The recent evolution of strategic (air) warfare indicates a growing trend toward targeting strategies which exploit this most fundamental vulnerability of any large and organised system . The Desert Storm air war of 1991 is a good instance, with a substantial effort expended against such targets. Indeed, the model used for modern strategic air attack places leadership and its supporting communications in the position of highest targeting priority [WARDEN95]. No less importantly, modern Electronic Combat concentrates upon the disruption and destruction of communications and information gathering sensors used to support military operations. Again the Desert Storm air war provides a good illustration of the application of this method.
A strategy which stresses attack upon the information processing and communications elements of the systems which it is targeting offers a very high payoff, as it will introduce an increasing level of paralysis and disorientation within its target. Electromagnetic bombs are a powerful tool in the implementation of such a strategy.
The central objective of Electronic Combat (EC) operations is the command of the electromagnetic spectrum, achieved by soft and hard kill means  against the opponent's electronic assets. The underlying objective of commanding the electromagnetic spectrum is to interrupt or substantially reduce the flow of information through the opponent's air defence system, air operations environment and between functional elements of weapon systems.
In this context the ability of electromagnetic bombs to achieve kills against a wide range of target types allows their general application to the task of inflicting attrition upon an opponent's electronic assets, be they specialised air defence assets or more general Command-Control-Communications (C3) and other military assets.
Electromagnetic bombs can be a means of both soft and hard electrical kill, subject to the lethality of the weapon and the hardness of its target. A hard electrical kill by means of an electromagnetic device will be achieved in those instances where such severe electrical damage is achieved against a target so as to require the replacement of most if not all of its internal electronics.
Electronic combat operations using electromagnetic devices involve the use of these to attack radar, C3 and air defence weapon systems. These should always be attacked initially with an electromagnetic weapon to achieve soft or hard electrical kills, followed up by attack with conventional munitions to preclude possible repair of disabled assets at a later time. As with conventional SEAD operations, the greatest payoff will be achieved by using electromagnetic weapons against systems of strategic importance first, followed in turn by those of operational and tactical importance [KOPP92].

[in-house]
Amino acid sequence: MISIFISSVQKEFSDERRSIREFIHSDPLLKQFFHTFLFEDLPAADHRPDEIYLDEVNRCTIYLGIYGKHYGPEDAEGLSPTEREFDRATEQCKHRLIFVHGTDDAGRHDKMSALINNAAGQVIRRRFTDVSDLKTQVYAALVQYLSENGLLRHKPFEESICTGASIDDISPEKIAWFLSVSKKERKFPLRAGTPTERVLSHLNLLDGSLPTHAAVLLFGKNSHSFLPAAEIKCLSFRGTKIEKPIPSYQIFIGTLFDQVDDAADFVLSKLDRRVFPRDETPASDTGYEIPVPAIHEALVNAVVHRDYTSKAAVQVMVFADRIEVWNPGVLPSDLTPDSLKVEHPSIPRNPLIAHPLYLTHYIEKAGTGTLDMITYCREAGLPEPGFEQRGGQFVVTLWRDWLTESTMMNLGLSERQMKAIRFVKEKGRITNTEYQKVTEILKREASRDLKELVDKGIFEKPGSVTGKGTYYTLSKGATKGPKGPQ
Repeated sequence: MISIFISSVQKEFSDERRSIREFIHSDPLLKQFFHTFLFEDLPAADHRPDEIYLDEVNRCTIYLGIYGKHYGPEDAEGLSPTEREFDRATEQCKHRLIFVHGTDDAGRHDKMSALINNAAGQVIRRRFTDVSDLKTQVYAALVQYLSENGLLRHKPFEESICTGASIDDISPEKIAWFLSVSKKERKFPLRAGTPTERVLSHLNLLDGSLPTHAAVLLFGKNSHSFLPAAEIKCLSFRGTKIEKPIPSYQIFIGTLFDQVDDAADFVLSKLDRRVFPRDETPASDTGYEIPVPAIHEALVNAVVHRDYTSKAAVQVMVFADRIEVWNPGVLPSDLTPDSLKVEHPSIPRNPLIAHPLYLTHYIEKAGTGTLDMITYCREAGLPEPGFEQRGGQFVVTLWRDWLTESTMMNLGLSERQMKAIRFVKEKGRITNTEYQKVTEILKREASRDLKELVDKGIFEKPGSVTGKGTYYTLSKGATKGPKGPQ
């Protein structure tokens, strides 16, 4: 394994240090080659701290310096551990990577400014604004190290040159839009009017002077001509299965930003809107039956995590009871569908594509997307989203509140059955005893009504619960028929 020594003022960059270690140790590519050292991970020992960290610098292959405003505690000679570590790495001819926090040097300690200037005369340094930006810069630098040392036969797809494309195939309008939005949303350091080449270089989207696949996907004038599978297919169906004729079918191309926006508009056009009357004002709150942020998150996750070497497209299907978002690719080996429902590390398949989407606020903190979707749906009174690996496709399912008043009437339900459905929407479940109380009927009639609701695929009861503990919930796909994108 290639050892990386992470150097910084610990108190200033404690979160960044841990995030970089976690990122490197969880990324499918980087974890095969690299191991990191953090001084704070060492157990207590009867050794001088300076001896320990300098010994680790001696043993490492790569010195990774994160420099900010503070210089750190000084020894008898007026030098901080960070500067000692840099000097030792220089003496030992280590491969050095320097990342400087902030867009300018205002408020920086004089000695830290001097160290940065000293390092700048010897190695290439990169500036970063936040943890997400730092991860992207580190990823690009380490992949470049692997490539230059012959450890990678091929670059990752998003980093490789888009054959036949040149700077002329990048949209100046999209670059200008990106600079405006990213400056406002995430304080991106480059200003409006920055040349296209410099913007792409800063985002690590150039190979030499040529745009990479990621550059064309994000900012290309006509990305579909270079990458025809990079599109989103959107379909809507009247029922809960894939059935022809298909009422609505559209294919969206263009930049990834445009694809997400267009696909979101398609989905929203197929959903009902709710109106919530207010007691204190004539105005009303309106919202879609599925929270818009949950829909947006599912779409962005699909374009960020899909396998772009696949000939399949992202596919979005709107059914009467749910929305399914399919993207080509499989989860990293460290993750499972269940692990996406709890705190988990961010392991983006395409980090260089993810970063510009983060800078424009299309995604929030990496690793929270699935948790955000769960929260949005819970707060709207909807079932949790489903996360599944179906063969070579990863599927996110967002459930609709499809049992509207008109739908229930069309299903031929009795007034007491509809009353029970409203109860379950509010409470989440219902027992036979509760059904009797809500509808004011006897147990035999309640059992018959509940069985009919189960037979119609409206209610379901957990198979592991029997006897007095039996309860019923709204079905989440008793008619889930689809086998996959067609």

In comparison with an AntiRadiation Missile (ARM - a missile which homes on the emissions from a threat radar), the established and specialised tool in the conduct of SEAD operations, an electromagnetic bomb can achieve kills against multiple targets of diverse types within its lethal footprint. In this respect an electromagnetic device may be described as a Weapon of Electrical Mass Destruction (WEMD). Therefore electromagnetic weapons are a significant force multiplier in electronic combat operations.
A conventional electronic combat campaign, or intensive electronic combat operations, will initially concentrate on saturating the opponent's electronic defences, denying information and inflicting maximum attrition upon electronic assets. The force multiplication offered by electromagnetic weapons vastly reduces the number of air assets required to inflict substantial attrition, and where proper electronic reconnaissance has been carried out beforehand, also reduces the need for specialised assets such as ARM firing aircraft equipped with costly emitter locating systems.
The massed application of electromagnetic bombs in the opening phase of an electronic battle will allow much faster attainment of command of the electromagnetic spectrum, as it will inflict attrition upon electronic assets at a much faster rate than possible with conventional means.
Whilst the immaturity of conventional electromagnetic weapons precludes an exact analysis of the scale of force multiplication achievable, it is evident that a single aircraft carrying an electromagnetic bomb capable of concurrently disabling a SAM site with its colocated acquisition radar and supporting radar directed AAA weapons, will have the potency of the several ARM firing and support jamming aircraft required to accomplish the same result by conventional means. This and the ability of multirole tactical aircraft to perform this task allows for a much greater concentration of force in the opening phase of the battle, for a given force size.
In summary the massed application of electromagnetic weapons to Electronic Combat operations will provide for a much faster rate of attrition against hostile electronic assets, achievable with a significantly reduced number of specialised and multirole air assets . This will allow even a modestly sized force to apply overwhelming pressure in the initial phase of an electronic battle, and therefore achieve command of the electromagnetic spectrum in a significantly shorter time than by conventional means.